To experience suffering is to configure one's self to / with Christ
... already in the act of Baptism, which brings about a configuration with Christ, and then through his Sacrifice...the Church is continually being built up spiritually as the Body of Christ. In this Body, Christ wishes to be united with every individual, and in a special way he is united with those who suffer. (Salvifici Doloris, 24)
While this answer begins with what I was taught by a Catholic deacon some years ago, on a more biblical basis you will find in Collosians a complete embracing of suffering
1 Collosians 23, 24,
Now I rejoice in my sufferings for your sake, and in my flesh I am filling up what is lacking in the afflictions of Christ on behalf of his body, which is the church,
One of the themes that the Catholics teach is that our suffering configures us with Christ, who suffered on the Cross for all of our sins. There is an extended meditation here in Salvifici Doloris covering the Christian meaning of human suffering. Pope St. John Paul II observes that
... we recall the truth expressed in the Encyclical Redemptor
Hominis: in Christ "every man becomes the way for the Church." It can
be said that man in a special fashion becomes the way for the Church
when suffering enters his life. This happens, as we know, at different
moments in life, it takes place in different ways, it assumes
different dimensions; nevertheless, in whatever form, suffering seems
to be, and is, almost inseparable from man's earthly existence.
That's one take of many on the topic of suffering.
You ask "does God feel and appreciate the resiliency of our suffering?"
I answer: Yes. God is with us always.
John 14: 16- 17 (NAB)
And I will ask the Father, and he will give you another Advocate 8 to
be with you always, the Spirit of truth, which the world cannot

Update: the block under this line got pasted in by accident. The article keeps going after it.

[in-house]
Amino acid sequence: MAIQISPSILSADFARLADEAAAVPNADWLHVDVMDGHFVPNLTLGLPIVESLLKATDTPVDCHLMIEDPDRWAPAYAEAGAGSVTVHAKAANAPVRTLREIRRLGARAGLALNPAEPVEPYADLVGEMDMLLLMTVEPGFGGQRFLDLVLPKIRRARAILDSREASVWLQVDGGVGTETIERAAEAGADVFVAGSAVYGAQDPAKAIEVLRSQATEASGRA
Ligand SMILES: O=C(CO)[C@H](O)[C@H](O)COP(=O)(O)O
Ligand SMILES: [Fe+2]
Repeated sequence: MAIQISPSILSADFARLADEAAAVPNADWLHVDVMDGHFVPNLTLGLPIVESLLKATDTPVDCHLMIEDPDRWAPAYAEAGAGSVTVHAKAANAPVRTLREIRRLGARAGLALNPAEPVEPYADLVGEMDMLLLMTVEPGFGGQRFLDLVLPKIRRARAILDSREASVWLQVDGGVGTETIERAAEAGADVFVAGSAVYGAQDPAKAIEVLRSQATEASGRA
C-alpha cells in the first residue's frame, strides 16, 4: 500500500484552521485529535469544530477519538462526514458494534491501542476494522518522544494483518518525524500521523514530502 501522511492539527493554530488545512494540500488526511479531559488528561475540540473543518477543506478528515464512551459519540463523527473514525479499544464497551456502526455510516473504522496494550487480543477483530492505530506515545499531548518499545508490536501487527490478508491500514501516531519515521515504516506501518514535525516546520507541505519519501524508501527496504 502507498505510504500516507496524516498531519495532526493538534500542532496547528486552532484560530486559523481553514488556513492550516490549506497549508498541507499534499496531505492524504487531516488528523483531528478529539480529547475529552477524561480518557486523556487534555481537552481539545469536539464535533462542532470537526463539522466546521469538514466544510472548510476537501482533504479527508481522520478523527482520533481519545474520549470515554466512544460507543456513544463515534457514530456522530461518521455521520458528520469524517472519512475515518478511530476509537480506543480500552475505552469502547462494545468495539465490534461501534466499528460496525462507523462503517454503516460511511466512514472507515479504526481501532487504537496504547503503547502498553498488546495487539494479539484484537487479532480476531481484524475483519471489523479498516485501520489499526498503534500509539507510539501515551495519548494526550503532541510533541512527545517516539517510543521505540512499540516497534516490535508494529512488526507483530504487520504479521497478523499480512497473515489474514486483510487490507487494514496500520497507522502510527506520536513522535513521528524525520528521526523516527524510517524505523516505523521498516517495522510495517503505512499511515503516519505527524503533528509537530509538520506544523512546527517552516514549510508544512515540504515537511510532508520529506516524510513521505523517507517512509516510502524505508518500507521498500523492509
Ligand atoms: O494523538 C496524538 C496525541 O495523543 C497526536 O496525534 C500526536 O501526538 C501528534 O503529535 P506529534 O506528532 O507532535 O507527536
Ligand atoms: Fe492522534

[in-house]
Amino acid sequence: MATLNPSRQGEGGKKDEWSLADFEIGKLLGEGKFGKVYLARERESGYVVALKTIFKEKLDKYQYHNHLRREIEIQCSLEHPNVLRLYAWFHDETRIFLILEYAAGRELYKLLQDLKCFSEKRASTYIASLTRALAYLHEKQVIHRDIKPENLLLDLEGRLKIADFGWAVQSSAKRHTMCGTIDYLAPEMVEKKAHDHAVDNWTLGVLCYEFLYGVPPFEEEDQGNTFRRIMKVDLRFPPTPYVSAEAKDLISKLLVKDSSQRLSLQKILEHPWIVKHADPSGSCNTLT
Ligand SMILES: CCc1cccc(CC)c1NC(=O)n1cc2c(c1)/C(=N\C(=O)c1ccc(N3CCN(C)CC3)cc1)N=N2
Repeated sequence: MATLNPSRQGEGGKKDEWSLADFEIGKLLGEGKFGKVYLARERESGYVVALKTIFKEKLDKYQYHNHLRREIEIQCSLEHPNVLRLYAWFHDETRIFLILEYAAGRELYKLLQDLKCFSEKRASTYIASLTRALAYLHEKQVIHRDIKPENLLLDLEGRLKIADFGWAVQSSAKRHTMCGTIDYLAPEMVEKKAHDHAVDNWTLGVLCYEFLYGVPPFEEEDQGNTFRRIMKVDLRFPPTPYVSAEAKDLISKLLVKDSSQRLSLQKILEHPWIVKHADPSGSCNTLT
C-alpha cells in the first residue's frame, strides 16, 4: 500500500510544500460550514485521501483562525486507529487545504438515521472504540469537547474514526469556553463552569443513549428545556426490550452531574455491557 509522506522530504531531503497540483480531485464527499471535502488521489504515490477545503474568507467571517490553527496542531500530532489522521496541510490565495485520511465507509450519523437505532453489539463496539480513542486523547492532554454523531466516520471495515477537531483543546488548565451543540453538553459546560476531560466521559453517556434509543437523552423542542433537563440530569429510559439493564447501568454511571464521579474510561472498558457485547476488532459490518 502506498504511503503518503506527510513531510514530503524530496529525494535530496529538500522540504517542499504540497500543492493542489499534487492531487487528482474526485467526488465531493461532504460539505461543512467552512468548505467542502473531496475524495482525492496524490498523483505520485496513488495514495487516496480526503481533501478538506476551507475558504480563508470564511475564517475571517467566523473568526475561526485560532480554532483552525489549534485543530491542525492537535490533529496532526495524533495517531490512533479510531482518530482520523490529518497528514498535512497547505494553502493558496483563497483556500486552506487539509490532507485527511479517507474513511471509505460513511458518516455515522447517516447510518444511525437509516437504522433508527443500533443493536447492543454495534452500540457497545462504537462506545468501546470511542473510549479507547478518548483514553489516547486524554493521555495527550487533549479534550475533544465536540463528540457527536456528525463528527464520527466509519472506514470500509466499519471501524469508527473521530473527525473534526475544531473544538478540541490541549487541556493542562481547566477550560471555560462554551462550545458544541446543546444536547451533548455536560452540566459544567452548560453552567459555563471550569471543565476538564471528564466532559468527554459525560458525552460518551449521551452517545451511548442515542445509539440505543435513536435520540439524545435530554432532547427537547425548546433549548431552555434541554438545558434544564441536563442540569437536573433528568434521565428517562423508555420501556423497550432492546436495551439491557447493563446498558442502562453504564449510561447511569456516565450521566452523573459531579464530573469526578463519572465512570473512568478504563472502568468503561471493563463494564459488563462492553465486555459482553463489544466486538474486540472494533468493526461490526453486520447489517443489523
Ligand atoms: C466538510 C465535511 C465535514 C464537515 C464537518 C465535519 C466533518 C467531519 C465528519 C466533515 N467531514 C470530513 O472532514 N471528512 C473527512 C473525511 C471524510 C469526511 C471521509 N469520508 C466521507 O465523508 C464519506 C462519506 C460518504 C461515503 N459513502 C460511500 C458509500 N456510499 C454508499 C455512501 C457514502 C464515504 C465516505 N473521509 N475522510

accept, because it neither sees nor knows it. But you know it, because
it remains with you, and will be in you.
Under the basis of the trinitarian Godhead, the Son felt mankind's suffering on the Cross. Because the Father and the Son are one -
John 10: 30
The Father and I are one."
... God knows what Jesus feels, what Jesus felt.
What about appreciating the resiliency of our suffering?
The Holy Spirit is sent to us from God to be with us always(see above). Beyond God knowing of our suffering (God knows all) and appreciating our suffering (through the person of Christ and the Cross) the appreciation by God of our suffering is a Christian belief that goes back to the early church; the original Saints were martyrs for Christ.
- This Christian belief, that the saints of the early church, most of whom were Martyrs for the Church (just as Christ was martyred for all of us) and thereby earned the reward of Heaven shows but one example of God appreciating the suffering of individuals. (There have been entire books written on this topic).
From a contemporary Christian point of view ...
... the answer remains Yes. There is a well known poem: Footprints in the Sand by Margaret Fishback Powers
“One night I dreamed a dream. As I was walking along the beach with my
Lord. Across the dark sky flashed scenes from my life. For each scene,
I noticed two sets of footprints in the sand, One belonging to me and
one to my Lord.
After the last scene of my life flashed before me, I looked back at
the footprints in the sand. I noticed that at many times along the
path of my life, especially at the very lowest and saddest times,
there was only one set of footprints.
This really troubled me, so I asked the Lord about it. “Lord, you said
once I decided to follow you, You’d walk with me all the way. But I
noticed that during the saddest and most troublesome times of my life,
there was only one set of footprints. I don’t understand why, when I
needed You the most, You would leave me.”
He whispered, “My precious child, I love you and will never leave you
Never, ever, during your trials and testings. When you saw only one
set of footprints, It was then that I carried you.”
The message here is clear: the personal connection with Christ, who cares for us regardless of our condition, and is another perspective on how God will be with us always. He doesn't just appreciate our suffering, He's there to help when we suffer. That message is pretty clear across multiple Christian denominations.
Another excerpt from that extended meditation on suffering
The Redeemer suffered in place of man and for man. Every man has his
own share in the Redemption. Each one is also called to share in that
suffering through which the Redemption was accomplished. He is called
to share in that suffering through which all human suffering has also
been redeemed. In bringing about the Redemption through suffering,
Christ has also raised human suffering to the level of the Redemption.
Thus each man, in his suffering, can also become a sharer in the
redemptive suffering of Christ.